That would almost make sense (do we both NEED to consume 3 apples an hour, too?) in a hypothetical economy where the same people directly traded both their labor to make the products as well as the products themselves, and also owned the land/machinery/etc used for production. But in what's traditionally thought of as a "free market economy", labor is not "owned".
With outsourcing, the advantage is gained by relocation whenever feasible to areas on the globe with the fewest labor rights and the highest unemployment, serving as a race to the top for the owners of the enterprise, and an overall race to the bottom for workers.
 
#17
Right, which also means less state (gov) sales tax revenue
And is also offset by the increased quantity of consumed goods. When goods become cheaper, assuming they are income elastic and normal goods, more of them are consumed. Receiving sales tax revenues from a $10 mug or receiving sales tax revenues from 2 $5 mugs results in the exact same sale tax income. In our case, and in many recent studies, we receive more sales tax when goods are cheaper, as opposed to when they are more expensive. Cheaper goods provide incentives to consume rather than to save.

Depends on the product and how long it lasts.
Well, look at african countries. Wheat production is costly and risky. If they produced it domestically, the price of food would go up in the absence of other normal food goods. We would be misallocated resources to attempting to produce wheat, so the production quantities of other normal food items would drop as well. This increases the market-wide price of food to an upward trend. If they exploit comparative advantage ( which they do ), and consume US food products, then they can receive cheaper food, and allocated resources to more productive economic activities suited to their economic structure.



It makes sense for owners but not workers.
It makes sense for workers as well. American workers aren't begging and pleading for $2 an hour jobs with no vacation times, long hours, and little to no work-related injury protection. They want $14+ hour jobs with time off, 401ks, vacation and sick days, etc. Maybe if unemployed workers stopped demanding those things and were more willing to take on jobs with more skill required and get paid like shit, companies would have more incentive to hire domestically. You can't force a firm to choke down profits because of some mis-placed nationalistic view. Firms will do what is best for firms. If a country forces them to hire domestically, it makes more sense to use that money to relocate the entire firm into another country with more lax business laws, and export globally. Then you lose ALL the jobs created by that firm domestically, as well as ALL the profits that that firm produces from GNP and GDP.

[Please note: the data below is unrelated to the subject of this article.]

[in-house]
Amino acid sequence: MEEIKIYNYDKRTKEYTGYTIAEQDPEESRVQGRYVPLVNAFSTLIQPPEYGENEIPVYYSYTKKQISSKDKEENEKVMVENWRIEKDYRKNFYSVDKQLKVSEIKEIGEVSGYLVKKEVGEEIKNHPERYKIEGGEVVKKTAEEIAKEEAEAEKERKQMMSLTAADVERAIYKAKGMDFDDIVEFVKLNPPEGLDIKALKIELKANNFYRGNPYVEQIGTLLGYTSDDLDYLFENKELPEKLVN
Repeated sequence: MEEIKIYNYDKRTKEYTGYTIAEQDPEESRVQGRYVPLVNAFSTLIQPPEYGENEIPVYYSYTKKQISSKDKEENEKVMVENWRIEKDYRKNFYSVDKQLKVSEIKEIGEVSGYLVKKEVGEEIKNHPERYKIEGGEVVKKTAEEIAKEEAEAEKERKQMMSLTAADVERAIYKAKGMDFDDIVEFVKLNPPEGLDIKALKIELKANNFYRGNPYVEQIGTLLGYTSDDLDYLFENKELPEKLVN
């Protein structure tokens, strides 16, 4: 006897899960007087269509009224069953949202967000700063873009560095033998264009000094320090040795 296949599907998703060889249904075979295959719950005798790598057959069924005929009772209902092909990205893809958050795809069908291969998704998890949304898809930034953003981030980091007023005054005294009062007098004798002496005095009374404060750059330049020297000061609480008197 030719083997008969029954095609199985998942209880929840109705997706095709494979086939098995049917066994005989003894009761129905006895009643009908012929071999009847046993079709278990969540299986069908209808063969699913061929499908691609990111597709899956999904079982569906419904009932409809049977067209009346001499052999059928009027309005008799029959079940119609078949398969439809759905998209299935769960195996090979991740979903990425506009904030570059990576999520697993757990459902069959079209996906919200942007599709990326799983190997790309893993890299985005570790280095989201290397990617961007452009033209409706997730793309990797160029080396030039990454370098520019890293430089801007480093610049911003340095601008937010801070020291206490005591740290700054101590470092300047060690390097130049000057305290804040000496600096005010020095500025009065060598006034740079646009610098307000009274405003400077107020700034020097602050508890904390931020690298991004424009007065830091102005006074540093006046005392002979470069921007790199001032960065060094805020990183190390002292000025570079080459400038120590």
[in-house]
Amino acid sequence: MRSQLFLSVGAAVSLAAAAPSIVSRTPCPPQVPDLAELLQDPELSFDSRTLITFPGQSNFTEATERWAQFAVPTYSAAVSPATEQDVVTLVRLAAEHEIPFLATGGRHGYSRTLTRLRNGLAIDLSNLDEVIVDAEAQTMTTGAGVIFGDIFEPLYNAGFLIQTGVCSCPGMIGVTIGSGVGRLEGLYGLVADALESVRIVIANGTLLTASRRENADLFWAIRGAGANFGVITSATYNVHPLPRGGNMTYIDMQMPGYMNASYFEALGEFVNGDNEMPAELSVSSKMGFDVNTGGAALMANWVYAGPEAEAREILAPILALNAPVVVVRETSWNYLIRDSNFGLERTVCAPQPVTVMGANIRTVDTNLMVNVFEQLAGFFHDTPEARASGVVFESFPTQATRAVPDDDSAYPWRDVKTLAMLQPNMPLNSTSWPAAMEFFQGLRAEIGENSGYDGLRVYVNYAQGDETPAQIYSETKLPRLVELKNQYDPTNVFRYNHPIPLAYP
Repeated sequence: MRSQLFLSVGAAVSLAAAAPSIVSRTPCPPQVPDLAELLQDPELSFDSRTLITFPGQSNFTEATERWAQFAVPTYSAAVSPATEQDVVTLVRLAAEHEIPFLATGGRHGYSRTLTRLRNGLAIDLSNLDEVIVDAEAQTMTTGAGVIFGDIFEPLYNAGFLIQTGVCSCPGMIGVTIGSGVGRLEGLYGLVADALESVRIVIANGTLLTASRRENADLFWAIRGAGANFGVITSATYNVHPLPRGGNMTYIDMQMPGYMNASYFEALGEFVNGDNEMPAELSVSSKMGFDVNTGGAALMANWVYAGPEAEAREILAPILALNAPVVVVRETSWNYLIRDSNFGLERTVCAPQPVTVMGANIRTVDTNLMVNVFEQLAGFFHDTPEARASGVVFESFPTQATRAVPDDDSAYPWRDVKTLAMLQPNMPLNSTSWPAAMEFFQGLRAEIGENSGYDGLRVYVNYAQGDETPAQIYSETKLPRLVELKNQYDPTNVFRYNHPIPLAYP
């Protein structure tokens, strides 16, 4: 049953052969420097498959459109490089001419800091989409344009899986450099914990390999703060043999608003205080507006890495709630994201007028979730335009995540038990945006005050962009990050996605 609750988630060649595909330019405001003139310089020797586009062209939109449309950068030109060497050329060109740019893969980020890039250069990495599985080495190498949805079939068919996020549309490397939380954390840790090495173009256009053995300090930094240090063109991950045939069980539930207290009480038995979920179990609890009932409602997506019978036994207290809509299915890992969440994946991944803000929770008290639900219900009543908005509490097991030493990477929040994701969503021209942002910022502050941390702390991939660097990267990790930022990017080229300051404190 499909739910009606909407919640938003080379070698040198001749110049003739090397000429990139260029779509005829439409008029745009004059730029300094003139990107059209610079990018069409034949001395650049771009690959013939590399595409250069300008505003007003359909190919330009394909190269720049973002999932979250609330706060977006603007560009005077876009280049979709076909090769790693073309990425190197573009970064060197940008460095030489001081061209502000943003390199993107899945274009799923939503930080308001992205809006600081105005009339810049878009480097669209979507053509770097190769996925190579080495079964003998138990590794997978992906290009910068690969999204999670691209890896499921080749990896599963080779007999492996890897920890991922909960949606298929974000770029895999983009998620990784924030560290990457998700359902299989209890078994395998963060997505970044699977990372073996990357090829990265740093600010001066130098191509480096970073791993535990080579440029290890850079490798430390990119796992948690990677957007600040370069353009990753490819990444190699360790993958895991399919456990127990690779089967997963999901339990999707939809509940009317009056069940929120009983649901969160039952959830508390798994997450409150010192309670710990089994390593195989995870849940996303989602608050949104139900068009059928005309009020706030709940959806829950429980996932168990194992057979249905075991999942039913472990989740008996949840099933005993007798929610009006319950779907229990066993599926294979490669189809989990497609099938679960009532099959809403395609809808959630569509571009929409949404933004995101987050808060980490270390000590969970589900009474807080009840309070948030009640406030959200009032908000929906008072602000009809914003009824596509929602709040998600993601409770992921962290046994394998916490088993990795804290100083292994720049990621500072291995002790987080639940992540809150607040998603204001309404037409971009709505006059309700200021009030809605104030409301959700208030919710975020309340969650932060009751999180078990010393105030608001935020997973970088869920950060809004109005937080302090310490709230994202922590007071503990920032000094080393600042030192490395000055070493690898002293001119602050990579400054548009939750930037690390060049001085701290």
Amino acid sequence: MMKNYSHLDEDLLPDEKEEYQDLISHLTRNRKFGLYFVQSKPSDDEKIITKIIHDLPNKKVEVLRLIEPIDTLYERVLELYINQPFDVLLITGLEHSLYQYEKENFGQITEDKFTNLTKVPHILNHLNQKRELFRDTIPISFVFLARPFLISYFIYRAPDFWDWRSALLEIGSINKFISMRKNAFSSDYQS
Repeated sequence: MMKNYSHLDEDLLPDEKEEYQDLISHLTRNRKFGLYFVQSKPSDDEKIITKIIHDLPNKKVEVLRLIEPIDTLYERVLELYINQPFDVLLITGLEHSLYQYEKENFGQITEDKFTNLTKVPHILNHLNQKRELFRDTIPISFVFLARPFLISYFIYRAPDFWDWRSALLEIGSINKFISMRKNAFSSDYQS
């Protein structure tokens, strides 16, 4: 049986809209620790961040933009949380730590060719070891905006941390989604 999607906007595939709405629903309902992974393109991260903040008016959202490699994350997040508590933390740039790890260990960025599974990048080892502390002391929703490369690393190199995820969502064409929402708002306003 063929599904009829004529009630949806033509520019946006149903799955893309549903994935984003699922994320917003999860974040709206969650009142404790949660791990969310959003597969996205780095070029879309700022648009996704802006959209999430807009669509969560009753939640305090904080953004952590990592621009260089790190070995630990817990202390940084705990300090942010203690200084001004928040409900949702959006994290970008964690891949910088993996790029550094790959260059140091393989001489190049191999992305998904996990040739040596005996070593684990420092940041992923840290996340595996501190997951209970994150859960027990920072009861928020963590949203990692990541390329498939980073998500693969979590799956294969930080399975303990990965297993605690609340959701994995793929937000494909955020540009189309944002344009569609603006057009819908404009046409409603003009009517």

The solution is simple; if you don't want a $60,000 camry, or a $4500 Iphone endorse outsourcing. When no one's able to afford those things, they don't sell anyways, destroying those jobs in the process.
 
#18
That would almost make sense (do we both NEED to consume 3 apples an hour, too?) in a hypothetical economy where the same people directly traded both their labor to make the products as well as the products themselves, and also owned the land/machinery/etc used for production. But in what's traditionally thought of as a "free market economy", labor is not "owned".
Labor is generally considered an asset that is owned by the firm, yes. Don't confuse the political and accounting view of labor with the economic view of labor. In economics, physical capital and labor are both employed ( owned and used ) by the firm.

With outsourcing, the advantage is gained by relocation whenever feasible to areas on the globe with the fewest labor rights and the highest unemployment, serving as a race to the top for the owners of the enterprise, and an overall race to the bottom for workers.
So, it's like I said: comparative advantage.

Comparative Advantage said:
comparative advantage refers to the ability of a party to produce a particular good or service at a lower marginal and opportunity cost over another.
If labor can produce 1 unit of output for $2 in another country and can produce 1 unit of output for $14 in another country; I'm simply using comparative advantage to reduce my costs of production.

Labor is viewed by firms as an input, just like physical capital. They are considered normal goods to each other, and firms have a specific ratio of labor to capital that produces an optimal output conducive to the market optimal output ( where MC=AC ). If labor is viewed as a normal good like capital, it's within the firms best interests to find out where to get it cheapest, and provide the largest MPK.

If your view is one of morality, then I agree with you. However, we are discussing economics, and economics doesn't care too much about morality. It cares about what has the biggest outputs.
 
C

chuck.drake

#19
All the economic models you are talking about are ultimately unsustainable in any case. The current system will always result in growing human inequity and the rapid depletion of natural resources. You say economics don't care about morality, but we need economists exploring radical new models that value equity and the preservation of resources.
 
#20
All the economic models you are talking about are ultimately unsustainable in any case. The current system will always result in growing human inequity and the rapid depletion of natural resources. You say economics don't care about morality, but we need economists exploring radical new models that value equity and the preservation of resources.
Preservation of resources is an incoherent concept, though, and one outside the grasp on economics. If we want to change resource usage, you have to change how society chooses to value consumer goods. Why do you think gaming is becoming more popular and focused? No longer do you need to burn fossil fuels to drive to a movie, etc. If consumers began valuing virtual goods in the same manner that they do physical goods, consumption would decrease. But like I said, economics models how people use their resources when dealing with scarcity. It's up to the government and the people to realize and act on the scarcity, as most policies instituted by government have very little economic analysis weaved into them. Most of it is ' in the interest of national welfare ' or driven by market influences (lobbyists).